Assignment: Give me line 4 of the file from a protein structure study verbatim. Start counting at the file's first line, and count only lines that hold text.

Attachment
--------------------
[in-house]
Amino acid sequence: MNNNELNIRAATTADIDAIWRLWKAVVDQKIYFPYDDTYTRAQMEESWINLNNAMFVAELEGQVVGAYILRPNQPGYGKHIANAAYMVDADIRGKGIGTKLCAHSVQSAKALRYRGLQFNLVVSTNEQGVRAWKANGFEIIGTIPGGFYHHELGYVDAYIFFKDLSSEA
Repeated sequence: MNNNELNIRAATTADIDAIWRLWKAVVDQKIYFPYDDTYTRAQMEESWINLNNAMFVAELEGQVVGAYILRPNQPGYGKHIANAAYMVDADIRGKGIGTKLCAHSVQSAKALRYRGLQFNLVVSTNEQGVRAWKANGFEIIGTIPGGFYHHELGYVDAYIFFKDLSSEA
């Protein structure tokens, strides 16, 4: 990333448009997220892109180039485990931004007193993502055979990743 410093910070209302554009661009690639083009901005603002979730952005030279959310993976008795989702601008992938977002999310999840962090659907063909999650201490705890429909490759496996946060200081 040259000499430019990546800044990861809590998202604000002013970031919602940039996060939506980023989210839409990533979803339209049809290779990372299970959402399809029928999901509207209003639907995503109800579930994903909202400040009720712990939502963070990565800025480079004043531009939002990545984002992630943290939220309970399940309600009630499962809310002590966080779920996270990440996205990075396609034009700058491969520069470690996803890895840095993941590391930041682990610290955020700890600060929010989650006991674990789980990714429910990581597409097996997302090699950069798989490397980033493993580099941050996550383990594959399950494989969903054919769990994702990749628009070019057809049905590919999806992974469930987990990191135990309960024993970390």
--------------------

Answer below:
């Protein structure tokens, strides 16, 4: 990333448009997220892109180039485990931004007193993502055979990743 410093910070209302554009661009690639083009901005603002979730952005030279959310993976008795989702601008992938977002999310999840962090659907063909999650201490705890429909490759496996946060200081 040259000499430019990546800044990861809590998202604000002013970031919602940039996060939506980023989210839409990533979803339209049809290779990372299970959402399809029928999901509207209003639907995503109800579930994903909202400040009720712990939502963070990565800025480079004043531009939002990545984002992630943290939220309970399940309600009630499962809310002590966080779920996270990440996205990075396609034009700058491969520069470690996803890895840095993941590391930041682990610290955020700890600060929010989650006991674990789980990714429910990581597409097996997302090699950069798989490397980033493993580099941050996550383990594959399950494989969903054919769990994702990749628009070019057809049905590919999806992974469930987990990191135990309960024993970390």